John Key in Korea

The Prime Minister, John Key, is in Seoul at the moment for two reasons.

One reason is to remember the New Zealand soldiers who were killed during the Korean War. This week it is 60 years since the cease-fire agreement between North and South Korea. New Zealand sent more than 6,000 soldiers to fight against North Korea in the early 1950s. Forty-five of those soldiers were killed. About 30 New Zealand veterans of the war are in Seoul with John Key. They visited the graves of those who died during that war.

New Zealand continues to send a small number of soldiers to keep the peace between North and South Korea. They watch in the DMZ – the de-militarized zone.

South Korea is now our fifth largest trading partner but New Zealand would like a free trade agreement. South Korea is the fifteenth largest economy in the world and we hope we can increase our trade with this country. This is the second reason for John Key’s visit. At the same time, Mr Key is able to remind South Korea that New Zealand was a good friend 60 years ago.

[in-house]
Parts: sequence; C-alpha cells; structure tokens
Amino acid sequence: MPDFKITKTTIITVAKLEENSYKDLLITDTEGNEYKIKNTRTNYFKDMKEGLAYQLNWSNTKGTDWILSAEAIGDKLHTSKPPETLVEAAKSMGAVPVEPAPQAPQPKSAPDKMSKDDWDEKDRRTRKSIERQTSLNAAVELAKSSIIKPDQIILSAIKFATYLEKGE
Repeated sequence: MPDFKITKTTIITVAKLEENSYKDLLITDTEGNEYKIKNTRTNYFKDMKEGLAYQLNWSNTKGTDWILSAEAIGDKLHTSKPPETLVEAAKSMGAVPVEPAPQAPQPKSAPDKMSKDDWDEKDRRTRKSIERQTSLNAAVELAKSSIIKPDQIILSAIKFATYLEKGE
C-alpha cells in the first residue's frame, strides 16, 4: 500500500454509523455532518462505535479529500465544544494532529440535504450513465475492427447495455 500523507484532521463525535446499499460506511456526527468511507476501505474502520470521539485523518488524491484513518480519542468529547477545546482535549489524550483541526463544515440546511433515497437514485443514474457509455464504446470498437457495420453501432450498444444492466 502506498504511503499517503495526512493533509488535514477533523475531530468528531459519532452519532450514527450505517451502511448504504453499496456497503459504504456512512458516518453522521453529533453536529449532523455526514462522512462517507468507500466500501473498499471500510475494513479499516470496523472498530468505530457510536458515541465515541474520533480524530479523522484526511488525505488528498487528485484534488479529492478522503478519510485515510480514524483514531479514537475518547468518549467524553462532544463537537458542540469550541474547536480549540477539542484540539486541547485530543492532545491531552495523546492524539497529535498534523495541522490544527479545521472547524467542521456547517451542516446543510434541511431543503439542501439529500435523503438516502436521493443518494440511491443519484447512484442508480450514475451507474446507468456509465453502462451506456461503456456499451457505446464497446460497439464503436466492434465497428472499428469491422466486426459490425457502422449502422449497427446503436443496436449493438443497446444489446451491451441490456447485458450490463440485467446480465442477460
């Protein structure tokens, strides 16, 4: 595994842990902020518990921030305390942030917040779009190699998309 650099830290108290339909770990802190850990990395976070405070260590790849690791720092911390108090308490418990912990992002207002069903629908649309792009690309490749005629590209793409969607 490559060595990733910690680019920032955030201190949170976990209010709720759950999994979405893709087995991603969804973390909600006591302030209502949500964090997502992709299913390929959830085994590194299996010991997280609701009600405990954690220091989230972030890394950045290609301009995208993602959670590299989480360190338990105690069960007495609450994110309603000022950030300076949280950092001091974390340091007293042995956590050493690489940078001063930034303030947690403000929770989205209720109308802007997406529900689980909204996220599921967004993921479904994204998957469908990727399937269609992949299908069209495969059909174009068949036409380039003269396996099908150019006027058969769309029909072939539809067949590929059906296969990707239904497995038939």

The Korean ambassador to New Zealand spoke about our close friendship today. He said that 30,000 Koreans live in New Zealand, 10,000 Korean students and 50,000 Korean tourists come here every year. Recently PSY’s Gangnam Style and K-pop fan club have become very popular in New Zealand and have brought our countries closer.


• cease-fire – cease = stop; fire = fire guns; cease-fire means stop fighting. It is not peace.
• veteran – old soldier
• grave – place where dead people are buried
• DMZ – area which does not belong to North or South Korea. It is between the two countries
• K-pop – Korean popular music
• fan club – people who love their music


• Listen again and write down all the numbers you hear. Check the text to see if you were right.

• Can you say the ordinal numbers (1st, 2nd, 3rd etc)? Note that 5th, 6th and 8th are quite hard for native speakers to say.

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